Y. Jo Wong DDS, MS, BSc; Lewis Lampert DDS, MA, BS
Limited evidence indicates that patients with periodontitis were at higher risk for implant failure and greater marginal bone loss as compared with patients who were periodontally healthy
Six observational clinical studies of various designs showed statistically significantly better implant survival (OR 3.02, 95 percent CI 1.12-8.15) and statistically but not clinically significantly, less marginal bone loss(Standard Mean Difference 0.61mm, 95 percent CI 0.14-1.09) in healthy patients compared to patients with a history of periodontitis.
Are patients with a history of periodontitis at higher risk of implant failure and marginal bone loss compared to periodontally healthy patients?
Two investigators independently screened three electronic data bases for articles published in English between July 1, 2008 and January 1, 1990. The inclusion criteria comprised comparison of periodontal/peri-implant variables in partially-dentate people with periodontitis and people who were periodontally-healthy with at least a 3-year follow-up; and evaluation of changes in bone level. The authors included six prospective and retrospective studies, but only five studies were eligible for meta-analysis of implant survival, and four were eligible for meta-analysis of bone loss around implants.
The authors reviewed six prospective and retrospective studies which included a total of 609 subjects and 1801 implants. Meta-analysis of five studies on implant failure showed statistically significantly better survival rates in healthy patients than those with a history of periodontitis(OR 3.02, 95 percent CI 1.12-8.15). Meta-analysis of four studies showed statistically significantly greater bone loss for periodontal patients than for healthy controls (Standard Mean Difference 0.61 mm, 95 percent CI 0.14-1.09). It was not clear for two of the studies by the same author (Mengel) whether the patients of the 2007 study(1) were a subset of those reported in the 2005 study(2). The authors did not observe any heterogeneity among studies using the Mentel-Haenszel test.
Limited evidence indicates that patients with periodontitis experienced increased risk of implant failure and more marginal bone loss as compared with patients who were periodontally healthy.
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Importance and Context:
With the baby boomers aging and living longer, there is tremendous demand for replacing missing teeth. With advances and success in dental implants in recent years, restoration of the edentulous mouth to a highly functional and aesthetic state has become a reality. Although some systematic reviews have shown favorable dental implant outcomes in patients with a history of periodontitis, other systematic reviews have shown that these patients experience early and late dental implant failures.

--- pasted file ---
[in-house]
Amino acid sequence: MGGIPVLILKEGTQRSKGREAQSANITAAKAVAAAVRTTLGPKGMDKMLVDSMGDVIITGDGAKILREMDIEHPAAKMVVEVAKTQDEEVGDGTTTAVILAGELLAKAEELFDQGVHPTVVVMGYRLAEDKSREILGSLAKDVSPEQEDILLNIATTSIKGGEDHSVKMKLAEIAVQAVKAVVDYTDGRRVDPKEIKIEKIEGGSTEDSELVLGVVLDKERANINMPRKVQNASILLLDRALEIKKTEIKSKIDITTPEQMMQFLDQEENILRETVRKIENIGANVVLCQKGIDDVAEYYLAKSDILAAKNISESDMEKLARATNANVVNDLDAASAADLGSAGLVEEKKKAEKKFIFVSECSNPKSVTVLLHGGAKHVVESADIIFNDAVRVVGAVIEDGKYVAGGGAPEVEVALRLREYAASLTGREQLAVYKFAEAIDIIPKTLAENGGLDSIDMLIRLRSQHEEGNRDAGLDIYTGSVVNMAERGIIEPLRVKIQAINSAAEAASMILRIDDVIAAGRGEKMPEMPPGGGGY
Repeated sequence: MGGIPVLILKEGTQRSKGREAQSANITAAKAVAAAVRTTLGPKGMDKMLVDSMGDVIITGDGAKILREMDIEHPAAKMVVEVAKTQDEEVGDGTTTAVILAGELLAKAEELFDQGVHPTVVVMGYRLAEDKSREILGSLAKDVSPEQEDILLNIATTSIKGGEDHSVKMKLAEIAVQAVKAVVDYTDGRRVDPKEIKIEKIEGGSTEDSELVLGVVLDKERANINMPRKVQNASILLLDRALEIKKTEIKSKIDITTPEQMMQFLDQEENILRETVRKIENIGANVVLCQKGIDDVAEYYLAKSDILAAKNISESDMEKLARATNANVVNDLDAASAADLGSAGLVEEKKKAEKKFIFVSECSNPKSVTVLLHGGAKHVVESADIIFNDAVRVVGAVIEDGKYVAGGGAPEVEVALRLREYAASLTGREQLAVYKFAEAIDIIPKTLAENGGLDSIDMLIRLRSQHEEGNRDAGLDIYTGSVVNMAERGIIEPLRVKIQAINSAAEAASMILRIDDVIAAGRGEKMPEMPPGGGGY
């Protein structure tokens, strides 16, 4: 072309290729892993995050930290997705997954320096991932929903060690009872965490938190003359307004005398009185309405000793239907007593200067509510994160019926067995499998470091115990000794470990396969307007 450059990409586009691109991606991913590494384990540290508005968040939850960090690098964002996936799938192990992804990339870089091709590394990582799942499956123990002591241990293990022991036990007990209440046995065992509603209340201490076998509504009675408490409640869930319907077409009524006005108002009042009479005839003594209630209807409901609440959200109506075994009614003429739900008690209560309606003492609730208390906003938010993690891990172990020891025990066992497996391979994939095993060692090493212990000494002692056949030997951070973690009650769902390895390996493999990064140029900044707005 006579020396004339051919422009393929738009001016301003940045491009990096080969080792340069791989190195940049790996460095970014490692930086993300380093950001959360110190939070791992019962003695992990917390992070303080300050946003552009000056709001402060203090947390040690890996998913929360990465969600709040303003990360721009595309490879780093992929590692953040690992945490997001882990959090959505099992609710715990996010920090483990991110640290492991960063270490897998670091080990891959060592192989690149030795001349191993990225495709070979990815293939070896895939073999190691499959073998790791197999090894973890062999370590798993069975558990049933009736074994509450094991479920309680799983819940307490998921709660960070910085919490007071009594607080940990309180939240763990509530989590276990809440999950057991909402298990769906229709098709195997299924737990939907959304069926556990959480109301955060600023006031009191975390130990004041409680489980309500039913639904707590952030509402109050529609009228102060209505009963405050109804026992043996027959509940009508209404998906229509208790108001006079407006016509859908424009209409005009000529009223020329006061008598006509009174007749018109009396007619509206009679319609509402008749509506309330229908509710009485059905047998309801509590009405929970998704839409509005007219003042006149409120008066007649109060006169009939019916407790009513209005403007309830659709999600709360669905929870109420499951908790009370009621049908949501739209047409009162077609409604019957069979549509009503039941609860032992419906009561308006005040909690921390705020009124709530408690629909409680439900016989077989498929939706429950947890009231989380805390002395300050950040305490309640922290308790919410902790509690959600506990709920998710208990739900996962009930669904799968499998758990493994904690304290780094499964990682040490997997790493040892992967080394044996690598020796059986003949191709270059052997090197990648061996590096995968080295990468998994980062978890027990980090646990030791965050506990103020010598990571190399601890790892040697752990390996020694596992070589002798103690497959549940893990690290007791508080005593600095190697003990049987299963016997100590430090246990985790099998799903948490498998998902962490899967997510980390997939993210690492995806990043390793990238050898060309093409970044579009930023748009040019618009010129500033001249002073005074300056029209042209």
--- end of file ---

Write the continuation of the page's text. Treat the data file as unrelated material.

Strengths and Weaknesses of the Systematic Review:
The authors clearly listed inclusion and exclusion criteria. Language was restricted to English, so all of the relevant literature might not have been identified. There was no gray literature search, and the reviewers did not seek clarification of missing and unclear information from original authors. Three independent reviewers performed a full text assessment of six clinical trials. Outcome measures included implant survival/failure, peri-implant parameters, changes in radiographic and marginal bone level, probing pocket depth, and gingival index. They used Kappa statistics to assess reviewer agreement, which was good.
Strengths and Weaknesses of the Evidence:
Most of the observational studies included only a small number of patients. Implant survival/failure data was implant-based rather than patient-based, which would not account for underlying biological and behavioral factors associated with susceptibility to implant complications and failures. Characteristics of the patients were heterogeneous, which limited interpretation of the meta-analysis results. Also, the period of follow-up varied between studies. Confounding factors that could have increased risk of implant failure (like smoking and prosthesis overloading) were not considered.
Implications for Dental Practice:
This review showed that patients with a history of periodontitis experienced higher odds of implant failure and experienced a higher level of marginal bone loss around implants in 3-10 years compared to their periodontally-healthy counterparts. The increase in marginal bone loss is small(Standard Mean Difference 0.61mm, 95 percent CI 0.14-1.09) and not clinically significant. Patients who lost teeth due to periodontitis should be informed of the higher risk but not be discouraged from getting implants.
(1). Mengel R, Behle M, Flores-de-Jacoby L. Osseointegrated implants in subjects treated for generalized aggressive periodontitis: 10-year results of a prospective, long-term cohort study. J Periodontol, 2007 Dec;78(12):2229-37
(2). Mengel R, Flores-de-Jacoby L. Implants in patients treated for generalized aggressive and chronic periodontitis: a 3-year prospective longitudinal study. J Periodontol, 2005 Apr;76(4):534-43
Mengel R, Flores-de-Jacoby L. Implants in regenerated bone in patients treated for generalized aggressive periodontitis: a prospective longitudinal study. Int J Periodontics Restorative Dent, 2005 Aug;25(4):331-41